PacWest Bancorp (NASDAQ: PACW), one of the most embattled U.S. regional banks, made an interesting disclosure on March 17 which suggests its depositors have not abandoned ship as quickly as many had anticipated. A much more significant level of departures seems to be reflected in its collapsing stock price. PacWest serves customers in California, North Carolina and Colorado.
Specifically, PacWest said that it had US$10.8 billion in available cash as of March 17, a sum which exceeds its total uninsured deposits. Furthermore, the bank noted that uninsured deposits were less than 38% of its total deposits. Putting all this together, this implies that PacWest’s total deposits, about a week after the collapses of SVB Financial Group (NASDAQ: SIVB) and Signature Bank (NASDAQ: SBNY), are around approximately US$26 billion.
As of December 31, 2022, PacWest’s total deposits were US$33.9 billion. While having US$7+ billion in net deposits (or about 20% of year-end 2022 deposits) leave the bank is certainly not ideal, the magnitude of the decline is smaller than feared. After all, many banking industry observers questioned early last week why large depositors in regional banks would not transfer most or all their funds to money center banks for safety reasons after the SIVB panic.
PacWest’s share price seems to reflect such outsized fears. Since news of SIVB’s difficulties began to be reported on March 9, PacWest’s stock has lost about two-thirds of its value. Furthermore, and quite surprisingly, the stock is even lower now than its weekly close on March 10 — before the Biden Administration de facto guaranteed the deposits of all regional banks in hopes of shoring up confidence in the banking system.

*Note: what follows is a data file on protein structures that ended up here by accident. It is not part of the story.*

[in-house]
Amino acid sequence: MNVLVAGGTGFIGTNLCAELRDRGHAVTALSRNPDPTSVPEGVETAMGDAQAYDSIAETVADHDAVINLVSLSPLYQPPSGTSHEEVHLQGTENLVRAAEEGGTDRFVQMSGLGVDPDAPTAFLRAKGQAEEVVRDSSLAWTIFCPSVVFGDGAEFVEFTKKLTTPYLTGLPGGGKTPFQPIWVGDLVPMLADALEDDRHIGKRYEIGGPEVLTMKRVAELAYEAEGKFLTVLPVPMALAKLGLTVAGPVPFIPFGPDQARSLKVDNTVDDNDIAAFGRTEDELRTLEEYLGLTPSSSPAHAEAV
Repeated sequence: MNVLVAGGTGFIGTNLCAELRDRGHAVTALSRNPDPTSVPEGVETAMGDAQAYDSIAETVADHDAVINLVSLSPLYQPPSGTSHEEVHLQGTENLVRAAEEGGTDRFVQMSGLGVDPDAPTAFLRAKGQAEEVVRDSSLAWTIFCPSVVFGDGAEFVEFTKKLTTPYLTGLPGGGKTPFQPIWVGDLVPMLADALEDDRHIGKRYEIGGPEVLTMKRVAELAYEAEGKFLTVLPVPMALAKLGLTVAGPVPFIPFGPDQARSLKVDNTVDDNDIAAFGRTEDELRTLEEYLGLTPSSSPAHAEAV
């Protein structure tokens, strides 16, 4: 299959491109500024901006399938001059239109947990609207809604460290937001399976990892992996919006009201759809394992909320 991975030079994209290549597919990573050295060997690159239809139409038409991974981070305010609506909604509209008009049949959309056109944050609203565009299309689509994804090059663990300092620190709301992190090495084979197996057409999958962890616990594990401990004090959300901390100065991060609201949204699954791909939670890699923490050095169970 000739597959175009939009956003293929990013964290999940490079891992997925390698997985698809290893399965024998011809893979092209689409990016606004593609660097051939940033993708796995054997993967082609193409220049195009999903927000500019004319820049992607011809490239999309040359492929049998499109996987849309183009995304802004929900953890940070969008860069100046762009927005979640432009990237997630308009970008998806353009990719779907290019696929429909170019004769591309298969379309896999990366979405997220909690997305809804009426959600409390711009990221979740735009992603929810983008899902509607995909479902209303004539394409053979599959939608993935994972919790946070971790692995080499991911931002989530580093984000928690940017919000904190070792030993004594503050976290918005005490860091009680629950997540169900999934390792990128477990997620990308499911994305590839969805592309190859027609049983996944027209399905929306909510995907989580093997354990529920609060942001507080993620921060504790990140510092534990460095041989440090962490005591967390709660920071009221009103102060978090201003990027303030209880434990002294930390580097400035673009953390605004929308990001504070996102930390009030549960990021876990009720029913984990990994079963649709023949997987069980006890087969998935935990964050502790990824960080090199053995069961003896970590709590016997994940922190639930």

Clearly, regional banks and investors fear that depositors will transfer substantially more funds to larger banks. According to various media reports, a coalition of mid-sized banks have asked federal regulators to formally extend FDIC deposit insurance to all deposits, regardless of size, for two years. The FDIC currently insures bank deposits up to US$250,000 per account (US$500,000 per joint account).
Some politicians are warming to a similar idea. Supposedly, a Democratic Congressman plans to introduce legislation next week that will remove any cap on FDIC insurance. It is too early to gauge whether this legislation has sufficient support for passage.
Given all the political effort designed to make depositors in regional banks confident, plus PacWest’s better-than-expected success in holding on to its depositors and the dramatic correction in the company’s stock price, speculative-minded investors may consider PacWest shares.
PacWest Bancorp last traded at US$9.28 on the NASDAQ.
Information for this briefing was found via Edgar and the sources mentioned. The author has no securities or affiliations related to this organization. Not a recommendation to buy or sell. Always do additional research and consult a professional before purchasing a security. The author holds no licenses.